A panel discussion about models for internship programs featured Peter Wolff (MIT), Len Brillson (Ohio State, formerly Xerox Corp) and Mark Holtz (Texas Tech) describing programs that provide students with an opportunity to work closely with industry as part of their graduate experience. Speakers described the programs, discussed the mechanics of establishing internships and answered questions from the audience. Peter Abbamonte (graduate student from UIUC) provided a graduate student perspective with his description of the student-initiated career programs at the University of Illinois. Although not on the formal program, Carol Livermore and Philip Fisher, physics graduate students at Harvard University, offered additional suggestions on how students can take matters into their own hands. Brian Schwartz of Brooklyn College discussed offering course work on job preparedness. Schwarz also described a NSF-funded program to develop courses that teach students about resume writing, interview preparedness and researching the job market.

The difficulty faculty encounter in advising students about career paths other than their own was highlighted by the last section of talks. Len Brillson offered his perspective on the differences between academia and industry based on his career at Xerox prior to becoming a faculty member at The Ohio State University. John Lowell of Applied Materials, Inc. provided a similar perspective as he discussed his perception of differences between industry and academia. The afternoon presentations were concluded by Robert C. Hilborn of Amherst College, who discussed the differences between applying for jobs at research universities and applying for positions at teaching-intensive universities.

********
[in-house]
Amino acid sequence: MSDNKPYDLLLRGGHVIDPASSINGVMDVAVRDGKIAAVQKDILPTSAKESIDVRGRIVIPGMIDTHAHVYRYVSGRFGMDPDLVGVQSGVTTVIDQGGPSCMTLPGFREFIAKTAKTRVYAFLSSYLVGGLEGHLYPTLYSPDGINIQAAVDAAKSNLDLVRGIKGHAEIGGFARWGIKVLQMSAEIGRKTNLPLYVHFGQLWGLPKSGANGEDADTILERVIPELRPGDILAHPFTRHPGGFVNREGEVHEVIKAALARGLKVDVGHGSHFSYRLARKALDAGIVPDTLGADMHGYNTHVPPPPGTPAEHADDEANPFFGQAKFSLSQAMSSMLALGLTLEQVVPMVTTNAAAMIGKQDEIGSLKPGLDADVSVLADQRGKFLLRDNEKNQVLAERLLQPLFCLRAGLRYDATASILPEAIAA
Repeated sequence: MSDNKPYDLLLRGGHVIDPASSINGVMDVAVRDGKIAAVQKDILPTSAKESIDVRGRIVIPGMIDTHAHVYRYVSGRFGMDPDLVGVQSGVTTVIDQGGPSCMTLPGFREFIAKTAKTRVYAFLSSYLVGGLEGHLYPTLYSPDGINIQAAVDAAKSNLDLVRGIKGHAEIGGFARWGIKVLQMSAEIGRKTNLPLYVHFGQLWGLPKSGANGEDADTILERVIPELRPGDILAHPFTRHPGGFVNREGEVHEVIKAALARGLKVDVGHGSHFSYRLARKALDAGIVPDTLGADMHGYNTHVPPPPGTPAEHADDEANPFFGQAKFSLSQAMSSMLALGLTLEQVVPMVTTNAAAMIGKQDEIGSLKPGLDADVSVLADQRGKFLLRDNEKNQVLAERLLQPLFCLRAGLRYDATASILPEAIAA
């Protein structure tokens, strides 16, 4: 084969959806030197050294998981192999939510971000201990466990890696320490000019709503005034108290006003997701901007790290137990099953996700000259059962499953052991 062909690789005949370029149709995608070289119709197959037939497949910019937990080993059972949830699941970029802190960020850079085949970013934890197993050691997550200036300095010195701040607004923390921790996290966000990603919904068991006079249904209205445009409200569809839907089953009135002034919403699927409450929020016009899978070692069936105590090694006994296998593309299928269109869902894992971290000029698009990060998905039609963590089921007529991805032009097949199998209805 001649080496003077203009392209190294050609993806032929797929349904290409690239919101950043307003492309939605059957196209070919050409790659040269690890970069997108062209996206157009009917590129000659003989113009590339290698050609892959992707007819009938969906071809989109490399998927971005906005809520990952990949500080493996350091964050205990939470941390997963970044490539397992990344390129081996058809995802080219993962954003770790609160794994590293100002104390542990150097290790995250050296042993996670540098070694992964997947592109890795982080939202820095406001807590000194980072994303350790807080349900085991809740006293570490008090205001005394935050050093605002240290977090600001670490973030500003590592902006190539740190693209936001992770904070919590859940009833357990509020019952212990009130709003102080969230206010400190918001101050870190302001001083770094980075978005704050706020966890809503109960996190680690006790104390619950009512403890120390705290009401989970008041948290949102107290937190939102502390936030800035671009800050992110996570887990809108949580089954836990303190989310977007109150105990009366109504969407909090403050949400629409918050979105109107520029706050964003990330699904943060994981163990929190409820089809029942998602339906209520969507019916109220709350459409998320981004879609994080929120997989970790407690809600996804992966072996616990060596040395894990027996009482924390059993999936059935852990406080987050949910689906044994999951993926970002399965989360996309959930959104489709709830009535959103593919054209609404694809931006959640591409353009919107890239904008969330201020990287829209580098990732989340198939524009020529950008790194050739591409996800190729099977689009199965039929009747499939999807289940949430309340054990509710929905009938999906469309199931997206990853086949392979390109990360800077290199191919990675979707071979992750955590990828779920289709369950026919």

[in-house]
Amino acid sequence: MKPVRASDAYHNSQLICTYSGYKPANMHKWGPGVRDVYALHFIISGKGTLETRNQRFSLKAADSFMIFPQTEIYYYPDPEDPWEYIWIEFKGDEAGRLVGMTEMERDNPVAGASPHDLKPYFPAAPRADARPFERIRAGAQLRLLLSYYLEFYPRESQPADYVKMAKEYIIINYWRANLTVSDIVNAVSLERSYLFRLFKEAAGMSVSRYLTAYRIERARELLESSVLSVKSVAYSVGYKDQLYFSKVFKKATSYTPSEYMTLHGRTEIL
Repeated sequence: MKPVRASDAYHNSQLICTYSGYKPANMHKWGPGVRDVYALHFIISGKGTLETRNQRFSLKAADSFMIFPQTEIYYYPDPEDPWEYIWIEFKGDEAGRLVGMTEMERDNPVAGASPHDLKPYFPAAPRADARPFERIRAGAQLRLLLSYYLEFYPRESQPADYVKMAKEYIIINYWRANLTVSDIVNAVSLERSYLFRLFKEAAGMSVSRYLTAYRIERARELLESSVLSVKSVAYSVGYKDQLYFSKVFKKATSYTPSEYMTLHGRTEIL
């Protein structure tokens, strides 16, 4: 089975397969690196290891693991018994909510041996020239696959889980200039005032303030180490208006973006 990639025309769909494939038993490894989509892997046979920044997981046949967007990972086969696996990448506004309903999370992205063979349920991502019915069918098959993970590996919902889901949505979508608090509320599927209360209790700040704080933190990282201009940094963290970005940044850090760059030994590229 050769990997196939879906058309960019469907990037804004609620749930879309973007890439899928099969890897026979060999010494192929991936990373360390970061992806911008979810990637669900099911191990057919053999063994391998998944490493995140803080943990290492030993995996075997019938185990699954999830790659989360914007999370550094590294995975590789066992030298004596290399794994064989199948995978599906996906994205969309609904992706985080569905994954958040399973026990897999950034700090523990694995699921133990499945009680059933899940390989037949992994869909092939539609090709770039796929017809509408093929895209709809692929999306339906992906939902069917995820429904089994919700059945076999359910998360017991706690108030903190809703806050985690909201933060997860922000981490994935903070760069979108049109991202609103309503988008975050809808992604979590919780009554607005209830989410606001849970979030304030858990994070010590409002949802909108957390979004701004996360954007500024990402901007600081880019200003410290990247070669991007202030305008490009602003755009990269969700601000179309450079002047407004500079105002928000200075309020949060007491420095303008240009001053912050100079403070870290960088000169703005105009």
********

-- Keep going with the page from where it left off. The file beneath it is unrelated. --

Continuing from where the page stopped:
The final part of the workshop, led by Diandra Leslie-Pelecky, was a discussion of future activities for the CPDL program and APS's role in providing information, communication and resources. A number of suggestions were made by participants, including:

  • Provide departments with accurate and timely career and employment information and statistics.